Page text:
Whether we admit it or not, we all practice some form of hoarding. The fact is that science today generates too much data and samples to the point where it is nearly impossible to manage.
Those involved in academic research suffer even more, since the collection is almost always heterogeneous and many researchers can access it. You'll need a system, be it via software or a plain handwritten solution, to manage your data and materials. This system should allow for easy discernment between what information and items in your collection you wish to save and that which you do not want or need to keep.
Deciding what to save is something a good scientist should know how to do. Researchers must be secure enough to throw out what they are sure they won't need in the future. Not sure? I have found that following the rule, "When in doubt, throw it out" works wonderfully.
My apologies if this may sound a bit preachy - however, we constantly see researchers holding on to samples - even when they are not needed. The fear of losing something you worked hard on surmounts any logic, resulting in a loss of focus on the really important items in your research collection. All of your important “stuff” gets lost in tons of intermediate and by-products. All tubes look the same, and there is no way to discern which are really important. We have seen clients still holding on to glycerol stocks that are over 15 years old - are they still useful? We see researchers storing vectors with no sequence, no maps, and sometimes with no protocol. The material just sits there. Freezing. This is what I call a Silent Mess. Your things are in order, in place - yet in essence, you have a mess.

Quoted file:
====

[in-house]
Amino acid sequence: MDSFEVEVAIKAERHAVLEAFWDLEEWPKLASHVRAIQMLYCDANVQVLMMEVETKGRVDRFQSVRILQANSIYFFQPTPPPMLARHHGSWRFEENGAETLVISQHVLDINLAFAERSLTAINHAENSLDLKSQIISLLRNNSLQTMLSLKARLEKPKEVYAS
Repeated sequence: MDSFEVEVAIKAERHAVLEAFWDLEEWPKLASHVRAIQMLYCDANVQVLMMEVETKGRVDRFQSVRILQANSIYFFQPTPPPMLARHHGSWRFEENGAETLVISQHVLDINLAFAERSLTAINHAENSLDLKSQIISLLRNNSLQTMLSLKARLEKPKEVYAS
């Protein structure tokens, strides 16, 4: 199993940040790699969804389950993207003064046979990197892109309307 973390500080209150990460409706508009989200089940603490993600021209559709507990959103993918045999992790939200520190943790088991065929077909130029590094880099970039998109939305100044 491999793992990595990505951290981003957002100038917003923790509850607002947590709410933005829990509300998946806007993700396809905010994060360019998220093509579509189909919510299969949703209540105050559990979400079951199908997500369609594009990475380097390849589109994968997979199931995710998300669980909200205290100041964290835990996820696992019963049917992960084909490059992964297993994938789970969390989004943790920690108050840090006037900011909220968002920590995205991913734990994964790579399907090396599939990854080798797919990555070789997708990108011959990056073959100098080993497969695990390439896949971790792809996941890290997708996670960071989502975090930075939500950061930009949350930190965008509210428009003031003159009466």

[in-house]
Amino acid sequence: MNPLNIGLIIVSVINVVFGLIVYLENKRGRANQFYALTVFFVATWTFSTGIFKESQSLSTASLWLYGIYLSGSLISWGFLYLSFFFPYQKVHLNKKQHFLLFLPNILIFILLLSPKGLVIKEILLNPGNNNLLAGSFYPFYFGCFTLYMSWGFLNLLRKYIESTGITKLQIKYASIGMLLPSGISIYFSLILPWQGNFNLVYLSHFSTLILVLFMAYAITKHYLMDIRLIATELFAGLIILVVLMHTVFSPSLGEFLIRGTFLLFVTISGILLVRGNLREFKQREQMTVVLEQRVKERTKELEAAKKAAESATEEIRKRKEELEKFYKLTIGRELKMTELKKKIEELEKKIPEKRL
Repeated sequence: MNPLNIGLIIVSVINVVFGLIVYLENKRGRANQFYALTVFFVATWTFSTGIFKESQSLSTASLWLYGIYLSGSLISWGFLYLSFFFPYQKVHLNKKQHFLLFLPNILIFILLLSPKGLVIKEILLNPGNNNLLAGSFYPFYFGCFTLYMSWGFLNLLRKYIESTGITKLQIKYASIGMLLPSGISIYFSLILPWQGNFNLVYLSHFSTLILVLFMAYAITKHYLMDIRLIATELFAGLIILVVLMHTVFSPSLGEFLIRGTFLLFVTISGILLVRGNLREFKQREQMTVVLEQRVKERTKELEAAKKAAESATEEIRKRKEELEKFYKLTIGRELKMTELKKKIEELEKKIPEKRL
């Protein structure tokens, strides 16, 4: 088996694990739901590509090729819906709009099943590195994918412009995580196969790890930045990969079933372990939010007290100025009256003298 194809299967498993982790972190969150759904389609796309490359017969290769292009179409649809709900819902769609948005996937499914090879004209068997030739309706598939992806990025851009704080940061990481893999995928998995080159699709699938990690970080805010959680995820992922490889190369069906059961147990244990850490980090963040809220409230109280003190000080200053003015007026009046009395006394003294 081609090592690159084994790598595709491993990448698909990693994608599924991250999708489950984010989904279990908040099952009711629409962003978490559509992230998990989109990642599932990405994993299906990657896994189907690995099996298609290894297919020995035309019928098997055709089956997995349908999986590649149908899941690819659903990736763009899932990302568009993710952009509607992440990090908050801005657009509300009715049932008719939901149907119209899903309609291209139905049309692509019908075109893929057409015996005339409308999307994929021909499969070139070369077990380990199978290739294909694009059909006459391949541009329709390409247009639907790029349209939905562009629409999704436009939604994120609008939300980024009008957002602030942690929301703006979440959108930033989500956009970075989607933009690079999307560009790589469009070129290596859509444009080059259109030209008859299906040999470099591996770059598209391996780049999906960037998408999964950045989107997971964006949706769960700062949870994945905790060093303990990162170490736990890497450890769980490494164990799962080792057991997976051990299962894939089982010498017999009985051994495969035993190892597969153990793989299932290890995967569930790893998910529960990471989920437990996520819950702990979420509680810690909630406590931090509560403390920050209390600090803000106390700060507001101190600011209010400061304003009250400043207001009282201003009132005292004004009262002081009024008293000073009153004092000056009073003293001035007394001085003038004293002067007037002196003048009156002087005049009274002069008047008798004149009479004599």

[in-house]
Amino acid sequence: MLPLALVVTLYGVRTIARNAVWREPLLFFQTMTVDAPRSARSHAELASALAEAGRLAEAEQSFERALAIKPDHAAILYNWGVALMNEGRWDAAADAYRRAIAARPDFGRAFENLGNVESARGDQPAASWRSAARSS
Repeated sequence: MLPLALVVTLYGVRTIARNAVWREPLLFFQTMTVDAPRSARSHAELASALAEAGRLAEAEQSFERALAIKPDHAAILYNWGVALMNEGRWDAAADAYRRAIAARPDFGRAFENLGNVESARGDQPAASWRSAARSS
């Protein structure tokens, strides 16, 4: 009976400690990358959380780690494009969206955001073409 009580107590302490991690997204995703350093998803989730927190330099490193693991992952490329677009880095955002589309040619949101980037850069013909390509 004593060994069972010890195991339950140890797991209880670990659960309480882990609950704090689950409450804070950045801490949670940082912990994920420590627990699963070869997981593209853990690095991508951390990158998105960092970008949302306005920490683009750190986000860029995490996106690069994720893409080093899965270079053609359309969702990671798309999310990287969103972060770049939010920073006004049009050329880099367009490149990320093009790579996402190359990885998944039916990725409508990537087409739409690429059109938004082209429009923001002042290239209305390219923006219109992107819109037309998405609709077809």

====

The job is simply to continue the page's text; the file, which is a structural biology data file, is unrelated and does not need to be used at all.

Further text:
BioData believes research organization and management ideas should be spoken out loud and shared within the science community. We'll try to bring tips and ideas of how to organize your laboratory and collection more efficiently. We realize that sometimes the smallest tips can save a lot of time and frustration.